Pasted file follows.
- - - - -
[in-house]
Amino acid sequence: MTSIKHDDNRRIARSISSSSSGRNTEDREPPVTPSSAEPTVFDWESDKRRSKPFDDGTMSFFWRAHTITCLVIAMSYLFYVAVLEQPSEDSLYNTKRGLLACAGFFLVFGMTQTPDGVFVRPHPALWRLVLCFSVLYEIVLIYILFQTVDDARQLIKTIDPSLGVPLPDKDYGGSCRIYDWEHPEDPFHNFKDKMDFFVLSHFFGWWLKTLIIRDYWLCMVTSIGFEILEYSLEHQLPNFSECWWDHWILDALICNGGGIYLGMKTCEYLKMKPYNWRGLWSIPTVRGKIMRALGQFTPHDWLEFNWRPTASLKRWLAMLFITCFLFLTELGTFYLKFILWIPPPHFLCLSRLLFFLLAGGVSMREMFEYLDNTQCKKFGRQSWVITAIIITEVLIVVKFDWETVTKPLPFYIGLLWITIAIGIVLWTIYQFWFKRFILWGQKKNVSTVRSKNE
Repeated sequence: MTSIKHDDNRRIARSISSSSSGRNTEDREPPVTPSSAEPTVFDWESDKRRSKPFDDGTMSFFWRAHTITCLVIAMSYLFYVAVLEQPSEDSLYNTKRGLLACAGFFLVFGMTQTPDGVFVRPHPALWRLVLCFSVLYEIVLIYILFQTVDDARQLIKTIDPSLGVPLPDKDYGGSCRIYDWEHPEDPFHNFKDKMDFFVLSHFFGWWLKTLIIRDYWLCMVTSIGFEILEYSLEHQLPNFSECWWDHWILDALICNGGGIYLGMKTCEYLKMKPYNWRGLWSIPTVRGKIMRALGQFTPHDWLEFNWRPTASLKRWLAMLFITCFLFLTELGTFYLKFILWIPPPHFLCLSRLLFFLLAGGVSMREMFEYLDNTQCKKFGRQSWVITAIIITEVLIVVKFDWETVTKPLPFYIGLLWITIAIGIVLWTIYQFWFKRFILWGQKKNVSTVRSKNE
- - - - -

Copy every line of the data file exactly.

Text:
[in-house]
Amino acid sequence: MTSIKHDDNRRIARSISSSSSGRNTEDREPPVTPSSAEPTVFDWESDKRRSKPFDDGTMSFFWRAHTITCLVIAMSYLFYVAVLEQPSEDSLYNTKRGLLACAGFFLVFGMTQTPDGVFVRPHPALWRLVLCFSVLYEIVLIYILFQTVDDARQLIKTIDPSLGVPLPDKDYGGSCRIYDWEHPEDPFHNFKDKMDFFVLSHFFGWWLKTLIIRDYWLCMVTSIGFEILEYSLEHQLPNFSECWWDHWILDALICNGGGIYLGMKTCEYLKMKPYNWRGLWSIPTVRGKIMRALGQFTPHDWLEFNWRPTASLKRWLAMLFITCFLFLTELGTFYLKFILWIPPPHFLCLSRLLFFLLAGGVSMREMFEYLDNTQCKKFGRQSWVITAIIITEVLIVVKFDWETVTKPLPFYIGLLWITIAIGIVLWTIYQFWFKRFILWGQKKNVSTVRSKNE
Repeated sequence: MTSIKHDDNRRIARSISSSSSGRNTEDREPPVTPSSAEPTVFDWESDKRRSKPFDDGTMSFFWRAHTITCLVIAMSYLFYVAVLEQPSEDSLYNTKRGLLACAGFFLVFGMTQTPDGVFVRPHPALWRLVLCFSVLYEIVLIYILFQTVDDARQLIKTIDPSLGVPLPDKDYGGSCRIYDWEHPEDPFHNFKDKMDFFVLSHFFGWWLKTLIIRDYWLCMVTSIGFEILEYSLEHQLPNFSECWWDHWILDALICNGGGIYLGMKTCEYLKMKPYNWRGLWSIPTVRGKIMRALGQFTPHDWLEFNWRPTASLKRWLAMLFITCFLFLTELGTFYLKFILWIPPPHFLCLSRLLFFLLAGGVSMREMFEYLDNTQCKKFGRQSWVITAIIITEVLIVVKFDWETVTKPLPFYIGLLWITIAIGIVLWTIYQFWFKRFILWGQKKNVSTVRSKNE